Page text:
scrutinize REM sleep to identify people at risk? ⋅ Inserm, Science for health

In Alzheimer’s disease, sleep disturbances occur long before the diagnosis has been made. Are they caused by the very first stages of the disease, or are they on the contrary a risk factor, which promotes neurodegeneration? To explore these questions, researchers from the GIP Cyceron, in Caen, studied the modifications paradoxical sleep, associated with the dreams of elderly people, as well as the presence of neurotoxic deposits in their brains.

Alzheimer’s disease is mainly due to the accumulation of amyloid protein in the brain. While memory problems are the most common and well-known symptom, people with the disease also have sleep disorders that often begin early, well before the onset of dementia. But the link between these sleep alterations and the neurotoxic deposits observed in the brain is not clearly established: is there an association between the two and, if so, could one be the consequence of the other ? The issue is important because if sleep disorders promote the development of amyloid protein deposits, they would constitute a risk factor for dementia. Tracking them could make it possible to identify people at risk and offer them preventive approaches.

In order to explore this hypothesis, Géraldine Rauchs’ team focused on disorders that specifically affect REM sleep, this phase of sleep particularly conducive to dreams. The Inserm researcher explains: Most of the studies conducted on the subject have been more interested in slow-wave sleep, because it corresponds to an intense recovery period, and because it is during this period that the toxic waste produced by our neurons is eliminated. This work has shown an association between the accumulation of amyloid proteins and slow-wave sleep disorders. But REM sleep is interesting for two main reasons: First of all, it involves neurons which are affected early in Alzheimer’s disease, cholinergic-type neurons. In addition, changes in REM sleep are observed in the early stages of the disease, before those affecting slow-wave sleep. “, she continues.

Slow or paradoxical, the architecture of our sleep

A night’s sleep is made up of successive cycles which themselves consist of an alternation between “slow” sleep and “paradoxical” sleep. These two types of sleep are distinguished by the brain activity associated with them. When measuring brain activity by electroencephalography during slow sleep, electrical waves of high amplitude and low frequency are observed. During REM sleep, brain activity is close to that of the waking phase, with shorter and more frequent waves.

To learn more about sleep

The researcher and her team analyzed the sleep architecture of a cohort of elderly people without cognitive impairment. At the same time, imaging examinations (by PET scan and MRI) were carried out to look for the possible presence of amyloid deposits in their brains and to assess their cerebral structure and functioning. ” We first demonstrated that the power of the cerebral waves which characterize paradoxical sleep, the theta waves, is all the lower as the amyloid deposits in the cortex are numerous. “, reports Geraldine Rauchs. The researchers did not find this correlation with any other wave among those that characterize slow, light or deep sleep. ” This supports the hypothesis of a link between early changes in REM sleep and the risk of progression to dementia. » she underlines. To confirm this, follow-up studies will be necessary, in order to study in the same volunteers the evolution of sleep disorders, cognitive disorders and amyloid aggregation over time.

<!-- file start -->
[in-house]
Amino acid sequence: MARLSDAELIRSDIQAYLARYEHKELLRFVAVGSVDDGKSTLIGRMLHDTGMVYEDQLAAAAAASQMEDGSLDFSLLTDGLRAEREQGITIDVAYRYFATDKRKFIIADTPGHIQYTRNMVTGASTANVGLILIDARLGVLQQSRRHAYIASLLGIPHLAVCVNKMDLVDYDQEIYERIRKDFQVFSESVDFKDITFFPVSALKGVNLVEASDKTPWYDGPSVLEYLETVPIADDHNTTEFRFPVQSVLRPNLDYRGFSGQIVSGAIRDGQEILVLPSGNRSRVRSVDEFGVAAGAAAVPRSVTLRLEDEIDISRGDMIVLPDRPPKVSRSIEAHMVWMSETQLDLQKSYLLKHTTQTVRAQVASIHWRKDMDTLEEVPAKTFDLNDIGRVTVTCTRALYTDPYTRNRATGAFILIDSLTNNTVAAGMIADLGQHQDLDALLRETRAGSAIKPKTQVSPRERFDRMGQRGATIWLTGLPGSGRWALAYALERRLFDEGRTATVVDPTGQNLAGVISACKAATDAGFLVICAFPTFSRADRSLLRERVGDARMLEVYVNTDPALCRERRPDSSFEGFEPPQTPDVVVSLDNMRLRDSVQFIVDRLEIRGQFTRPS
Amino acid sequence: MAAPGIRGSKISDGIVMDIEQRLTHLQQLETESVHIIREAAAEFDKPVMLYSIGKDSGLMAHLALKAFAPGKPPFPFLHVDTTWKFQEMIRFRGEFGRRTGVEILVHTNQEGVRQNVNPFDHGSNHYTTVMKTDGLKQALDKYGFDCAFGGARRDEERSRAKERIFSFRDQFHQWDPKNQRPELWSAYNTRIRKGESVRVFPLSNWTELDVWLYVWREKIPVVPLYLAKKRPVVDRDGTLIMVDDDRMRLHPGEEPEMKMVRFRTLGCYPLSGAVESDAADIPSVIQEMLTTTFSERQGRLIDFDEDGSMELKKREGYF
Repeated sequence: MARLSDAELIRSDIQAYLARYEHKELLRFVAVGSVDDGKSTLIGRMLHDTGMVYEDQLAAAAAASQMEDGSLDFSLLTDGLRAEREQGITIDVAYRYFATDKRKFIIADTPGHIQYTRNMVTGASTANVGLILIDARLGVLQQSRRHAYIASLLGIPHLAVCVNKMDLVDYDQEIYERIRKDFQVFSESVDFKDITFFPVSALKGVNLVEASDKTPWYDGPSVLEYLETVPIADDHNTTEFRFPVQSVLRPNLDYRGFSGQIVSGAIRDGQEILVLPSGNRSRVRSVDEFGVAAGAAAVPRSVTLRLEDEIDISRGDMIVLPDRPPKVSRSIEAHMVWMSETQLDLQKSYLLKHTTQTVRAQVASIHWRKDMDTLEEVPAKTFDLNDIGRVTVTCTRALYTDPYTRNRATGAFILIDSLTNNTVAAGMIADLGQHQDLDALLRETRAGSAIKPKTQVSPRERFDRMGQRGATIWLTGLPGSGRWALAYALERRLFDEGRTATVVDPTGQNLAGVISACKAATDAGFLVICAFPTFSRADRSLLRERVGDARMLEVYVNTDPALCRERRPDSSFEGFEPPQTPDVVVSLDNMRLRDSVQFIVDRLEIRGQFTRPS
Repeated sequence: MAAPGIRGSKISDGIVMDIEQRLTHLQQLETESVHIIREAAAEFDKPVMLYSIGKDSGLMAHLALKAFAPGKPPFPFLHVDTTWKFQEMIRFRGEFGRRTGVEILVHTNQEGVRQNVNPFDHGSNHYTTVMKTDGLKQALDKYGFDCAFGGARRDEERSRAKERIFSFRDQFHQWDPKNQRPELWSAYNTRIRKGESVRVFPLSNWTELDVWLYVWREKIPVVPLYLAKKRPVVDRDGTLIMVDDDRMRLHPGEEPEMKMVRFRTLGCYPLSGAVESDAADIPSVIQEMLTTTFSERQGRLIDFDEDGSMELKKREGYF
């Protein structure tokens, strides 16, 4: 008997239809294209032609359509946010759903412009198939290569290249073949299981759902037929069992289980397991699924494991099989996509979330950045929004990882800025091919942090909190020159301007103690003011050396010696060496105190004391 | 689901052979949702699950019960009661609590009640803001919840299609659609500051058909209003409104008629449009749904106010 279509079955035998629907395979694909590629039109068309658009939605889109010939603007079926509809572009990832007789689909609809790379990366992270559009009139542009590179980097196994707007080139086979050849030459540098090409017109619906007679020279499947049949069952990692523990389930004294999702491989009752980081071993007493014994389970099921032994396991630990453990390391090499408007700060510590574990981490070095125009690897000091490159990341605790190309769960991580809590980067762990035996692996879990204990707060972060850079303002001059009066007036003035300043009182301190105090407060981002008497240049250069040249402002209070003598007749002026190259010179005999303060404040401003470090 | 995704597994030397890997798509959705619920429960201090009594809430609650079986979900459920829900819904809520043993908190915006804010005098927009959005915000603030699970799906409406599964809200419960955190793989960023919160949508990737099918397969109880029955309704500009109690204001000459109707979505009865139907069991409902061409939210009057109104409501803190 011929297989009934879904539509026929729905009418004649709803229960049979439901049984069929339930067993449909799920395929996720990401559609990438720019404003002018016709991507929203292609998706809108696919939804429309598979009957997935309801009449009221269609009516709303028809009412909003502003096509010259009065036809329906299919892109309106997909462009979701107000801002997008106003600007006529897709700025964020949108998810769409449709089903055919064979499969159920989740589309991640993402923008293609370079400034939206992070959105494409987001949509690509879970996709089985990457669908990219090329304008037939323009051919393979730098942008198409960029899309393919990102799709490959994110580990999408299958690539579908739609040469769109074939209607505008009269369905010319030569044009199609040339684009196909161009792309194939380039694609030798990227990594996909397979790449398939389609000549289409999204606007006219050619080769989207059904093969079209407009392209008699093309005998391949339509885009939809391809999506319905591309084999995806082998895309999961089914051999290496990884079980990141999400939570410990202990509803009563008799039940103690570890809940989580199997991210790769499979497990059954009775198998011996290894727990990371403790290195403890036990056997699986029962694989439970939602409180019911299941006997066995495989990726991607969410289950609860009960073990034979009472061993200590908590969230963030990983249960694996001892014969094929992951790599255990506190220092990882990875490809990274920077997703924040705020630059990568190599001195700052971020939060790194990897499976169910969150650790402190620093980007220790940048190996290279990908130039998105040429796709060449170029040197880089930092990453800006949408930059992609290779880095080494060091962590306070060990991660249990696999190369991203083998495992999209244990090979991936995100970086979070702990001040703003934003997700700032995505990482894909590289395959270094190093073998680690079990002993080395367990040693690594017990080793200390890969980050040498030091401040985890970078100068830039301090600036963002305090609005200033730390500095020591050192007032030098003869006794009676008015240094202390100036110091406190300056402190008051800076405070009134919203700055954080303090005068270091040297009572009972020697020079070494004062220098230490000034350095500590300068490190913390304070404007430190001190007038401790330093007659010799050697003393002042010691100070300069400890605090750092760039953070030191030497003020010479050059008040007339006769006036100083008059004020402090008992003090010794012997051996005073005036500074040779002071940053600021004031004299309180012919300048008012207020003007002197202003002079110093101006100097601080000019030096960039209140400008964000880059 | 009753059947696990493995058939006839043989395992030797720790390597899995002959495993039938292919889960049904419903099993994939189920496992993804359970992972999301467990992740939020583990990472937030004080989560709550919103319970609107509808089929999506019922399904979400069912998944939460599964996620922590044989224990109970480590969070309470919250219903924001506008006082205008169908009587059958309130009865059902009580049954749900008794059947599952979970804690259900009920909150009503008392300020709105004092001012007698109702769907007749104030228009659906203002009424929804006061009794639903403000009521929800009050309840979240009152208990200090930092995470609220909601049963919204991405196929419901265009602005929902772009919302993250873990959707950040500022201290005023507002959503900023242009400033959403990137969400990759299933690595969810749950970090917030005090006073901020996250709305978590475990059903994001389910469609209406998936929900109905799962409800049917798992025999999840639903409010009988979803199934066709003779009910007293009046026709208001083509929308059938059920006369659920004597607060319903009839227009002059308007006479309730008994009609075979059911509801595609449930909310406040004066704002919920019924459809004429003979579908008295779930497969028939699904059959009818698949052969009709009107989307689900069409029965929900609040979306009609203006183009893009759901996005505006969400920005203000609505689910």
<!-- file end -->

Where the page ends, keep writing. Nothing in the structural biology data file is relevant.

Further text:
From correlation to causation

« During this work, we were surprised to observe that the decrease in theta brain wave power, and therefore in neuronal activity, is accompanied by an increase in cerebral perfusion. [c’est-à-dire du débit sanguin] at the level of several regions of the brain, in particular in the fronto-parietal areas “says the scientist. However, the decrease in activity of a cerebral area is logically associated with a lower need for oxygen, and therefore with a decrease in blood flow. Géraldine Rauchs and her team therefore hypothesize that the fronto-parietal areas could constitute the epicenter of an early mechanism that would eventually lead to cognitive decline and then spread to other areas. ” The increased cerebral perfusion in regions with more amyloid deposits could reflect a transient compensatory mechanism to help maintain habitual neuronal activity there. But it could be harmful in the longer term, since neuronal hyperactivity is known to promote the accumulation of amyloid protein “, she offers.

To confirm these hypotheses, the researcher and her team wish to conduct similar work with larger groups of elderly people in good cognitive health, but also with volunteers who suffer from cognitive disorders of varying severity. ” Until then, we will continue to follow the participants of the cohort already formed. We will therefore be able to study their cognitive evolution and assess whether their sleep disorders have a predictive value of progression to Alzheimer’s disease », concludes Géraldine Rauchs.

Géraldine Rauchs is a researcher on the team Neuropresage